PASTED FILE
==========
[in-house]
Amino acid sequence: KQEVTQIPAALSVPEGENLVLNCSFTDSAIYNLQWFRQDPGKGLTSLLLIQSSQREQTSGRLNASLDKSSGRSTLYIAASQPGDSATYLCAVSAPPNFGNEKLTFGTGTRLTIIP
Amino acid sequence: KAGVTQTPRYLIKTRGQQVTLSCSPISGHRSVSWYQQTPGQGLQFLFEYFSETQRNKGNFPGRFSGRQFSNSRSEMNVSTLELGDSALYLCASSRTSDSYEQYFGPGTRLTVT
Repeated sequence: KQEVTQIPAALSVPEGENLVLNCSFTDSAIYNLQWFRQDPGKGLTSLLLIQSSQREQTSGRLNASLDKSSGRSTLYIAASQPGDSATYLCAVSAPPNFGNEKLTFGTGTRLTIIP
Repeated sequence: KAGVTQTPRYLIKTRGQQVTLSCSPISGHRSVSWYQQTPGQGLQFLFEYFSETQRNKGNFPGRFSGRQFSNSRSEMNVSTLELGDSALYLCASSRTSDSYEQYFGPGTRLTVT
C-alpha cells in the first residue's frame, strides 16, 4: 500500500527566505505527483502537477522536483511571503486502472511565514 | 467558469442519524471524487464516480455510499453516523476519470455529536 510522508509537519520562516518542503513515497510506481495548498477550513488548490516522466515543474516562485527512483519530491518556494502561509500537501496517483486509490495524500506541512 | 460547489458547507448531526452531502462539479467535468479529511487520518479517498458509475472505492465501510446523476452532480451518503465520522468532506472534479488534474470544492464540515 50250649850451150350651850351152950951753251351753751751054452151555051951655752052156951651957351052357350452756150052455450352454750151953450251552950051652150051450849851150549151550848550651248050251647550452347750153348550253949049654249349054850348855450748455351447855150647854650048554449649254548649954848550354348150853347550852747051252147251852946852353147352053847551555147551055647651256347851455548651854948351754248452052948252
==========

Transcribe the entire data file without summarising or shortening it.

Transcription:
[in-house]
Amino acid sequence: KQEVTQIPAALSVPEGENLVLNCSFTDSAIYNLQWFRQDPGKGLTSLLLIQSSQREQTSGRLNASLDKSSGRSTLYIAASQPGDSATYLCAVSAPPNFGNEKLTFGTGTRLTIIP
Amino acid sequence: KAGVTQTPRYLIKTRGQQVTLSCSPISGHRSVSWYQQTPGQGLQFLFEYFSETQRNKGNFPGRFSGRQFSNSRSEMNVSTLELGDSALYLCASSRTSDSYEQYFGPGTRLTVT
Repeated sequence: KQEVTQIPAALSVPEGENLVLNCSFTDSAIYNLQWFRQDPGKGLTSLLLIQSSQREQTSGRLNASLDKSSGRSTLYIAASQPGDSATYLCAVSAPPNFGNEKLTFGTGTRLTIIP
Repeated sequence: KAGVTQTPRYLIKTRGQQVTLSCSPISGHRSVSWYQQTPGQGLQFLFEYFSETQRNKGNFPGRFSGRQFSNSRSEMNVSTLELGDSALYLCASSRTSDSYEQYFGPGTRLTVT
C-alpha cells in the first residue's frame, strides 16, 4: 500500500527566505505527483502537477522536483511571503486502472511565514 | 467558469442519524471524487464516480455510499453516523476519470455529536 510522508509537519520562516518542503513515497510506481495548498477550513488548490516522466515543474516562485527512483519530491518556494502561509500537501496517483486509490495524500506541512 | 460547489458547507448531526452531502462539479467535468479529511487520518479517498458509475472505492465501510446523476452532480451518503465520522468532506472534479488534474470544492464540515 50250649850451150350651850351152950951753251351753751751054452151555051951655752052156951651957351052357350452756150052455450352454750151953450251552950051652150051450849851150549151550848550651248050251647550452347750153348550253949049654249349054850348855450748455351447855150647854650048554449649254548649954848550354348150853347550852747051252147251852946852353147352053847551555147551055647651256347851455548651854948351754248452052948252